My belief is that most magicians simply purchase funny effects and then claim to be comedy magicians. They believe that the added word comedy will increase their sales. Most magicians do not understand the subtle difference between the words comedy and humor. Oh well.

Another point I would like to make is that I believe you are either funny or you are not. That’s it. All the study in the world will not make you a comedian unless you already have that built in ability. Now, if you find you do, then to get to work because you must study to get really good. I was at the house of a self-confessed Comedy Magician, I noticed he had no, zero, nada, books on comedy. Interesting. I asked about this. “Oh, I’m a visual learner” was the reply. So, I asked about Jack Benny. His response: Who?

Simply reading comedy books with one-liners in them does not constitute study. That is like reading a trick book and then saying you are a magician. Understanding premise, set-up, economy of words, timing, pauses, and sentence structure is study.

Chris Carter: Great reference on the Dustin Hoffman story. I had always bought into that old tale myself and you are right, it still is a good story.

The Sankey book on comedy is fair at best. I have read so many magicians hail this book as amazing. I think this is nothing more than magician’s worship of a magician. In the real world of stand-up comedy that book would not even be noteworthy.

Most magicians also do not understand the impact of mixing comedy and magic together. It is a difficult and volatile mix. Comedy can easily take away the astonishment of an effect. Comedy in magic many, many times denigrates into a corny mix of sad hack material. “no, the clean one.” I have heard so many conversations about comedy magic that ask this question: How much magic do you have in your show compared to the comedy? Then they come up with some kind of equation to determine if it is a comedy magic show. Ok, if you think like this, then you are not a comedy magician.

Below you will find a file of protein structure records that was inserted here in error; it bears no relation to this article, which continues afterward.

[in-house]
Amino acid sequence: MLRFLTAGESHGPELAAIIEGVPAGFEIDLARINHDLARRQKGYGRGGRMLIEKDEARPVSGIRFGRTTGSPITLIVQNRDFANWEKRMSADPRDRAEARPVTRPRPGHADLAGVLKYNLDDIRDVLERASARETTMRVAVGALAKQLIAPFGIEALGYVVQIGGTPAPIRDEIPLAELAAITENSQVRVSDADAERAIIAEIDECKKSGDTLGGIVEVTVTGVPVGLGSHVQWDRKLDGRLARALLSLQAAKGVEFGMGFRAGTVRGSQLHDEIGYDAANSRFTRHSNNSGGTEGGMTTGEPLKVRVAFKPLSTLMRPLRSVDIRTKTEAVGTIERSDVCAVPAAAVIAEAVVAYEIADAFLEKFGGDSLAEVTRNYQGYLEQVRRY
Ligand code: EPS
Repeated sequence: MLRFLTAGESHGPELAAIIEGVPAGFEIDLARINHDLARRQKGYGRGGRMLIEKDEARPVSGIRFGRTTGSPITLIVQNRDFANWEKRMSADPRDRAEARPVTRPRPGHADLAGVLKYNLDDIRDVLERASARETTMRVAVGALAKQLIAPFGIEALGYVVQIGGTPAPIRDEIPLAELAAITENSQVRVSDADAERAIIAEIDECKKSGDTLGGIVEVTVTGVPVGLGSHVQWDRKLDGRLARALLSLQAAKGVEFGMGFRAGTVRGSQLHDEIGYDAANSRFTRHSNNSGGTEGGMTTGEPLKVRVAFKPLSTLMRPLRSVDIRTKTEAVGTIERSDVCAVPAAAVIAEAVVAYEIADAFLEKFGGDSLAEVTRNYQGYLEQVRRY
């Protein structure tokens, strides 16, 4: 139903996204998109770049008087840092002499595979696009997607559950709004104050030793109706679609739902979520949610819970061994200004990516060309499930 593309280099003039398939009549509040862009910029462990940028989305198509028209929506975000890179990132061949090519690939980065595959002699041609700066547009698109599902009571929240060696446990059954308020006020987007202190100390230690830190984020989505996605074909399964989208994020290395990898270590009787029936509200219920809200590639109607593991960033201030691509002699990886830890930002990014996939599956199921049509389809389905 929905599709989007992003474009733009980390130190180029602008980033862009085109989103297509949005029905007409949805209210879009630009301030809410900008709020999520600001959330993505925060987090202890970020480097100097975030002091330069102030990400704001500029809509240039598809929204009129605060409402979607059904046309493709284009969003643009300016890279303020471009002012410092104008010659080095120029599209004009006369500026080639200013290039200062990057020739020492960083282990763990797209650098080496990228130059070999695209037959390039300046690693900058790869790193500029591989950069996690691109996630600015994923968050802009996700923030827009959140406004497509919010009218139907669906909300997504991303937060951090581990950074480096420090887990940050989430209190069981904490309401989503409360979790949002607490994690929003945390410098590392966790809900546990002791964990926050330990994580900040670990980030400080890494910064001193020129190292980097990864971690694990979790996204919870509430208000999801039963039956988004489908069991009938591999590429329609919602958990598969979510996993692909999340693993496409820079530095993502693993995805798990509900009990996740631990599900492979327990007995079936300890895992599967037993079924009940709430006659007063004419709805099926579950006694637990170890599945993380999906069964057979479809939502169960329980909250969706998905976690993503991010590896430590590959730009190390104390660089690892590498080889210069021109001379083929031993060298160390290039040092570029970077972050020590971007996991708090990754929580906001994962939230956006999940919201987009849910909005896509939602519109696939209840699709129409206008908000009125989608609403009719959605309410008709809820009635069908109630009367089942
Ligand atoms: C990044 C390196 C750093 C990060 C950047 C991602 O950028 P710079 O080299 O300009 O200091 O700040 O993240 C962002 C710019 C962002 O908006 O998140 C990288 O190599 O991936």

Now the old adage about if you ana-lyize comedy you will kill it. What? This is usually said by those that don’t study comedy. Go sit with some real comedians one night. I mean the ones that are really working and making a living at it. See if they don’t have a very clear understanding of the principles of comedy. They will throw out more concepts, rules, laws of comedy then most magicians know about magic. I remember sitting backstage one night with somewhat well known comedians, the discussion was on jokes that they had worked on that did not work. No matter what they did they could not get these jokes to work. As they discussed the subject, it was impressive to hear the principles and concepts that they all agreed on yet when applied could not get that one joke to get the laugh. It was an amazing night.

My thoughts.

YellowJacket
Salby
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I received my undergraduate degree at Ohio University.

There (at the time (1989)-- Maybe still now), I took a Journalism class... COMEDY WRITING. It was taught by Melvin Helitzer.

In the course, it taught you how to write comic captions, greeting cards, introduction of a guest for a lecture/show, stand-up comedy, etc.

My final exam was simply to perform 5 minutes of my own material at a local nightclub. The audience was about 300 people and THEY had to grade me:

"If you get a standing ovation, that's an A. Enthusiastic applause is a B. Polite applause is a C. If the audience throws fruit at you, you get an F. But if the fruit is edible, your grade is bumped up to a D."

I used magic in my routine and (by the way) I got the standing ovation.

The national magazine, Newsweek, was at this particular show and I was even quoted in the Dec. 4, 1989 issue (Gorbachev was on the cover-- Geez, the memories).... My only "publication".

This was our textbook at the time:

http://www.amazon.com/Comedy-Writing-Sec......98795109

It was a fun class and the 1st one in the USA.
You know how to make God laugh?........... Tell him your plans!!!
SWNerndase